Andrew Redington/Getty Images

By Kent Gray
Andy Sullivan has shown a proclivity for winning going away on the European Tour, having waltzed to the 2015 Portugal Masters by nine strokes and the new English Championship by seven as recently as August.

Early in the third round of the inaugural Golf in Dubai Championship at Jumeirah Golf Estates, it seemed the 34-year-old was intent on more of the same.

When Friday playing partner Matt Wallace stiffed it to tap in range on the 1st, Sullivan retorted with his own tight wedge-birdie of his own and seemed to be setting out where he left off in opening rounds of 61- 66.

By the turn he’d stretched his three stroke overnight lead to four over the third member of his all-England group, Ross Fisher. A big lead, perhaps even something unassailable heading into Saturday’s final round, was in the offing.

But this untraditionally scheduled moving day didn’t quite go to plan. Suddenly the free-flow of birdies became more of a holding pattern. A frustrating bogey on 10 was followed by a stretch of steady/unspectacular par golf.

Sullivan eventually signed for a 68 to get it to -21 for the championship. That was good enough for a two-stroke buffer over Wallace (67) with Fisher (68) and Italian Renato Paratorte (65)  a stroke further back on -18.

At least Sullivan will take a little momentum into the final round, if not a comfortable led with 11 players within five strokes on a course that could easily give up a low score to give one of the contenders setting out earlier a clubhouse target to make Sullivan sweat.

But if Sullivan and recapture the ball striking that marked his closing three holes, he he’ll be tough to haul in. A drive, two-putt birdie on the par-4 16th got him going again and was backed up with another gain on the tricky 17th when he rifled a 5-iron in tight in a near carbon copy of his second round shot of the day on the same hole Thursday. There was some final frustration when the master chipper was unable to get up and down for birdie from the front of the 18th but neither Fisher or Wallace were able to covert on the reachable par-5 either, limiting the damage.

“I’m happy with four under,” said Sullivan who will chase a fifth European Tour title on Saturday.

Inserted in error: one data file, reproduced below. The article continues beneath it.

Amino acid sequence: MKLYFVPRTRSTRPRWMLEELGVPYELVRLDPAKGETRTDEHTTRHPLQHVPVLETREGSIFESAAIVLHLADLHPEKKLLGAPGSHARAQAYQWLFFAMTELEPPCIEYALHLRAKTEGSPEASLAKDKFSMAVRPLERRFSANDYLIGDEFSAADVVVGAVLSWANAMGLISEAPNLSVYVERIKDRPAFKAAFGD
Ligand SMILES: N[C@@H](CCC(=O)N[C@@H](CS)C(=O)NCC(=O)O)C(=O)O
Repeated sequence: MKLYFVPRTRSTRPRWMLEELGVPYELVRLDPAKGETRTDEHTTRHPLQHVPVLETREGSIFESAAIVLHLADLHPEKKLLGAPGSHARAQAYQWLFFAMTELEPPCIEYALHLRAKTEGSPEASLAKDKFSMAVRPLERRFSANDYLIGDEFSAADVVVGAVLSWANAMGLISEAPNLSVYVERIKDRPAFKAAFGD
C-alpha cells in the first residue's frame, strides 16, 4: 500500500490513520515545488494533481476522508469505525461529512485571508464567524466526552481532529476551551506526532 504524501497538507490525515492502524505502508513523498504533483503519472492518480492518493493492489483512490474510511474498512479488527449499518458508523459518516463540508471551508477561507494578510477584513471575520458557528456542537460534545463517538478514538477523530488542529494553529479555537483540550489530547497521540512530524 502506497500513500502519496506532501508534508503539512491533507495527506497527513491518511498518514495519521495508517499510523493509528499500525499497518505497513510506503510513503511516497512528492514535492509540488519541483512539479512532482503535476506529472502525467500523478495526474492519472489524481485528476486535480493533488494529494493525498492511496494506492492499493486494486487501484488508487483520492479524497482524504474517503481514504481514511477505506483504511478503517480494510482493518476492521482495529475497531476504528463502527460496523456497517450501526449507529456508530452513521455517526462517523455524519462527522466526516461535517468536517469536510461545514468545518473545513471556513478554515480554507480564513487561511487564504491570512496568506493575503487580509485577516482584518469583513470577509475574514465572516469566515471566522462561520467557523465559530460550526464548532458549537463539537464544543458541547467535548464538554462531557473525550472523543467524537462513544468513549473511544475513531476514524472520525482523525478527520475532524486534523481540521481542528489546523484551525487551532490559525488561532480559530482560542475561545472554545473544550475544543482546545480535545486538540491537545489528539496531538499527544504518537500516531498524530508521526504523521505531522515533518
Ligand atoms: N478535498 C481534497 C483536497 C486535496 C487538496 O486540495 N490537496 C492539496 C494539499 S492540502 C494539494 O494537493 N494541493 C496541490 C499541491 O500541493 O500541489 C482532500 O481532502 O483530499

“I didn’t think I played brilliant golf. Started off really nicely front nine, played really solid. Ten through to 14 I didn’t swing it that great, didn’t give myself that many chances. Found some good swings coming in, which was really good, dug deep there and managed to get a few birdies coming home. Four under is a pretty fair reflection on how I played.

“All in all, stayed patient and got my just desserts coming in with those two birdies. That’s what we were talking about before we got out there, it’s about being patient and I’m sure it will be the same tomorrow.

“There’s a lot of golf to be played, a lot of birdies to be made tomorrow. Just got to go out there and play golf. If I play as good as I did the first two days, I’ll be a confident man.”


Matt Wallace (ENG), 63-67-67 (-19)
“It was alright, didn’t swing it as good today. I felt a bit nervous, if I’m honest. Not at the start, but then a few tee shots didn’t feel as comfortable, didn’t strike it as well.

“Had to tell myself to let it go and struck it better coming in. Frustrating to miss that putt on the last. The grain really gets quite strong as the day goes on. On 17 it broke more, 18 broke a lot. I wouldn’t have given it outside the hole from that distance, and I would have had to.

“The birdie on the next hole (after bogey on nine) settled me down, but I knew I could hole that putt. I knew good drive, middle of the green to a back pin that was quite dangerous, I knew that I could hole that putt on a hard hole. Then I hit a great shot into 11. Staying patient, waiting for my run, a little bit. I hit a really bad shot on nine, which could have got to me – and would have probably got to me in the past – but I know that I’m swinging it well and I know I’m going to give myself loads of chances. Same tomorrow, I’m going to have loads of chances tomorrow.

“I’m not thinking about that (winning tomorrow), if I’m honest. I had a chance in Scotland and was in a better position in Scotland to win and I didn’t. I’m two behind a Ryder Cup player, someone who is playing really well. I’m going to have to go really low tomorrow. It’s not just him, someone could come from 15, 16 and shoot nine or ten under. You’ve seen out there, Robert Macintyre was seven-under through nine, so that can happen. Hopefully it can be me, but I’m just going to relax now and get ready for the fight tomorrow.”

Robert MacIntyre (SCO), 66-68-66 (-16)
“Happy with six under par, I’d have taken that before I went out but with the start I had I should have scored a lot better. That’s the way things happen and I have another day to fix it.

“It happened the other day. It’s nothing new. It’s part of the game and it happens all the time. You want it not to happen, but it’s part and parcel of the game. I enjoyed it as much as I could but to finish the way I did wasn’t so sweet.

“There’s still going to be pressure. If I’ve not go nerves on the first tee, I’m not in the right job. It’s going to be like a shootout again. It suits my game and I’m putting good, I just need to tidy it up a bit and see where it ends up.

“[Eagle on seven] 256 yards to the pin. Sitting alright in the rough. I hit a perfect five wood. It normally goes 250, slightly downwind I hit it perfect – right where I was aiming it – and it left me a nice putt.”